In your news out of Hollywood this morning: Disney's abrupt decision to delay The Lone Ranger is deemed all about the money, New Line executives are surprised by all this Austin Powers 4 talk, and the Writers Guild goes to bat to stop a Bring It On musical.
- Why did Disney halt production on producer Jerry Bruckheimer's big-screen version of The Lone Ranger starring Johnny Depp that was set to start filming in October? The Hollywood Reporter says it was "all due to budgetary concerns, not creative differences." The Los Angeles Times seconds that assessment, saying that money was the "main concern" in the decision, but adds there were "other doubts" about the project, including "appeal to an international audience, the viability of the western, [and] Bruckheimer's mixed recent record." [The Hollywood Reporter and the Los Angeles Times]
- Hitfix reported on Friday that Mike Myers and New Line Cinema had reached an agreement on Austin Powers 4, but Deadline followed on Saturday with its own sources who say, "no deal has been signed" and "top New Line brass are surprised the whole thing has reared up after they made Myers an offer six months to a year ago" and didn't get a response. [Deadline]
- Singer Patti Smith is teaming up with Any Given Sunday screenwriter John Logan for a screenplay based on her 2010 memoir Just Kids. The book, which won the National Book Award for nonfiction last year, details Smith's relationship with photographer Robert Maplethorpe when they were both starting out in New York City in the late 1960s and early-1970s. [Deadline]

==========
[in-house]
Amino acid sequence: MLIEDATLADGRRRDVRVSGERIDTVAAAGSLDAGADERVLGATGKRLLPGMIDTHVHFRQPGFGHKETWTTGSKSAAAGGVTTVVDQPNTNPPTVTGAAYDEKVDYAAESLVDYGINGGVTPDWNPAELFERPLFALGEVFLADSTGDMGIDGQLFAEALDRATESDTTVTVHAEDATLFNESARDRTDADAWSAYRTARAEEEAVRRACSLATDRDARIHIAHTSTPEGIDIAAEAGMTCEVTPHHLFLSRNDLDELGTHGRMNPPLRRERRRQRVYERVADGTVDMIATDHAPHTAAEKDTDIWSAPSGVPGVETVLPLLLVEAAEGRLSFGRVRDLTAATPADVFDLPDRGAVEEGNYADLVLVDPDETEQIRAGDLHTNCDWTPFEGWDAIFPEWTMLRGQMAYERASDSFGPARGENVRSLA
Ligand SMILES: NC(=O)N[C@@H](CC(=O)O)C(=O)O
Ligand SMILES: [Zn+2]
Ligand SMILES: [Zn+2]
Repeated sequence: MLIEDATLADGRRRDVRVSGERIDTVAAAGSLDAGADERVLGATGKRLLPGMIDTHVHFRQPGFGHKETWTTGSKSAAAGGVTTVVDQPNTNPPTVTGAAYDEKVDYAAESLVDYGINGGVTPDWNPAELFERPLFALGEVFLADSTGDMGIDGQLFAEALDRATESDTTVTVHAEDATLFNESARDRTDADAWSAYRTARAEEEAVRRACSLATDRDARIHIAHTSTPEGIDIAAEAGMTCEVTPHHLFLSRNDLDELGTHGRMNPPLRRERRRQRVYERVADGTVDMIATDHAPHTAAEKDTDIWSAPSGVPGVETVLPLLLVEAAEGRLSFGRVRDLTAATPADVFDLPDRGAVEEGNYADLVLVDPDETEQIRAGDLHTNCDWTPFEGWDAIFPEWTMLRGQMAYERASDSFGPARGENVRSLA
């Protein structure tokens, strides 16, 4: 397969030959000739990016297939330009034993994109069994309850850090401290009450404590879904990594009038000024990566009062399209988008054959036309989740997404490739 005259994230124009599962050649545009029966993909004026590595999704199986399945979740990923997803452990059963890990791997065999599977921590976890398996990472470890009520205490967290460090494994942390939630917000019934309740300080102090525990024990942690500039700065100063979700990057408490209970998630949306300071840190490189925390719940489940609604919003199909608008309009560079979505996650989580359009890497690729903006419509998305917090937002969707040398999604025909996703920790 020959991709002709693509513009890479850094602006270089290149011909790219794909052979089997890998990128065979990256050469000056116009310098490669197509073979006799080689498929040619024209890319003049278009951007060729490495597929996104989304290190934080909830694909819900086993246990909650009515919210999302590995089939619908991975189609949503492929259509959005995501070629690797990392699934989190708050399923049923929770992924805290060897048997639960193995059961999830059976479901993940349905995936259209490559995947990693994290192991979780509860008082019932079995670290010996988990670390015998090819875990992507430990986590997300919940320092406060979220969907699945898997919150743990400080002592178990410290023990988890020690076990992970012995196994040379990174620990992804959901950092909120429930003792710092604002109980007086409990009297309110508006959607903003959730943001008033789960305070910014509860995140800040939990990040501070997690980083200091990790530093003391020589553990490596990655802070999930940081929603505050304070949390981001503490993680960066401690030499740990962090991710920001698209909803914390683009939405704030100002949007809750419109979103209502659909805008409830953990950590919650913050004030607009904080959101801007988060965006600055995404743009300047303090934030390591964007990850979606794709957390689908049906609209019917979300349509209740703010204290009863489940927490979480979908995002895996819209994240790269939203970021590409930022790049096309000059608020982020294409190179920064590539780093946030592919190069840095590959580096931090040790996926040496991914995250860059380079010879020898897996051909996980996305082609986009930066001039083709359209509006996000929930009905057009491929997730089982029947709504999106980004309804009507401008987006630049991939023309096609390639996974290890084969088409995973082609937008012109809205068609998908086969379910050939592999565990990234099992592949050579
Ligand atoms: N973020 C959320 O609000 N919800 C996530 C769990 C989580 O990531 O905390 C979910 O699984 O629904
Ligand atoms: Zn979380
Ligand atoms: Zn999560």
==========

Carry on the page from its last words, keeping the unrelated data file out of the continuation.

- The Writers Guild of America filed a claim on behalf screenwriter Jessica Bendinger asserting that the new stage version of Bring It On, set to open in October, is a violation of the guild's separated rights provision, which "delineate various rights that are reserved to screen and television writers under specified circumstances." Bendinger wrote the screenplay for the 2000 cheerleading film and says she's been developing her own stage version of the show for the last six years [The Hollywood Reporter]
- In its "first major move ... since separating from Time Warner in 2009," Time Warner Cable is planning to acquire Insight Communications for $3 billion in cash. The move will add an estimated 750,000 customers--"mainly in Indiana, Kentucky and Ohio"--to the company's subscriber base. [The Wrap]
This article is from the archive of our partner The Wire.